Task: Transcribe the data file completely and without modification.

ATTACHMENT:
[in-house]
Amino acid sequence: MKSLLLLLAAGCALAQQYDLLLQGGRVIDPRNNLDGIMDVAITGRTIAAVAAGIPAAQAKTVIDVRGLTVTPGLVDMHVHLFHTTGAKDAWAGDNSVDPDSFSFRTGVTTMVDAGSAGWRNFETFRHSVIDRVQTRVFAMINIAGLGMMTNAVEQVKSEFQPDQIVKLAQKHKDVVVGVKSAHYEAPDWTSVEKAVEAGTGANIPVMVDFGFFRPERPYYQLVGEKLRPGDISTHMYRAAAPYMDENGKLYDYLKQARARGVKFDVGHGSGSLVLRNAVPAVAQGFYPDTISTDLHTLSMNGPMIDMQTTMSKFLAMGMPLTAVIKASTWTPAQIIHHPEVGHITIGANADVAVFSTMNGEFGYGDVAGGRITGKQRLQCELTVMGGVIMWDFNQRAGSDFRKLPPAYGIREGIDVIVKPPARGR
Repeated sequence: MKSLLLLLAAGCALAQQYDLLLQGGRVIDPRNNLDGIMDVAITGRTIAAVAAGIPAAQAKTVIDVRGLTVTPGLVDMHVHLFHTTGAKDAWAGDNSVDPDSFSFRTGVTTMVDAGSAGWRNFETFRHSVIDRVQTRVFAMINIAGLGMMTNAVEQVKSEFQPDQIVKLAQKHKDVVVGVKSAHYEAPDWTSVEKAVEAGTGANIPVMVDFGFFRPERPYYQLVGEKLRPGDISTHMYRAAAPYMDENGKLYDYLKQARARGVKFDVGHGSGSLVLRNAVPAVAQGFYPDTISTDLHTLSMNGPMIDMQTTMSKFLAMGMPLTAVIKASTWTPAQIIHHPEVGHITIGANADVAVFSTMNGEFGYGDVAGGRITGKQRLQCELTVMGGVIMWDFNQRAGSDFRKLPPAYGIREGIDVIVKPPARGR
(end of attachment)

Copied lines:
[in-house]
Amino acid sequence: MKSLLLLLAAGCALAQQYDLLLQGGRVIDPRNNLDGIMDVAITGRTIAAVAAGIPAAQAKTVIDVRGLTVTPGLVDMHVHLFHTTGAKDAWAGDNSVDPDSFSFRTGVTTMVDAGSAGWRNFETFRHSVIDRVQTRVFAMINIAGLGMMTNAVEQVKSEFQPDQIVKLAQKHKDVVVGVKSAHYEAPDWTSVEKAVEAGTGANIPVMVDFGFFRPERPYYQLVGEKLRPGDISTHMYRAAAPYMDENGKLYDYLKQARARGVKFDVGHGSGSLVLRNAVPAVAQGFYPDTISTDLHTLSMNGPMIDMQTTMSKFLAMGMPLTAVIKASTWTPAQIIHHPEVGHITIGANADVAVFSTMNGEFGYGDVAGGRITGKQRLQCELTVMGGVIMWDFNQRAGSDFRKLPPAYGIREGIDVIVKPPARGR
Repeated sequence: MKSLLLLLAAGCALAQQYDLLLQGGRVIDPRNNLDGIMDVAITGRTIAAVAAGIPAAQAKTVIDVRGLTVTPGLVDMHVHLFHTTGAKDAWAGDNSVDPDSFSFRTGVTTMVDAGSAGWRNFETFRHSVIDRVQTRVFAMINIAGLGMMTNAVEQVKSEFQPDQIVKLAQKHKDVVVGVKSAHYEAPDWTSVEKAVEAGTGANIPVMVDFGFFRPERPYYQLVGEKLRPGDISTHMYRAAAPYMDENGKLYDYLKQARARGVKFDVGHGSGSLVLRNAVPAVAQGFYPDTISTDLHTLSMNGPMIDMQTTMSKFLAMGMPLTAVIKASTWTPAQIIHHPEVGHITIGANADVAVFSTMNGEFGYGDVAGGRITGKQRLQCELTVMGGVIMWDFNQRAGSDFRKLPPAYGIREGIDVIVKPPARGR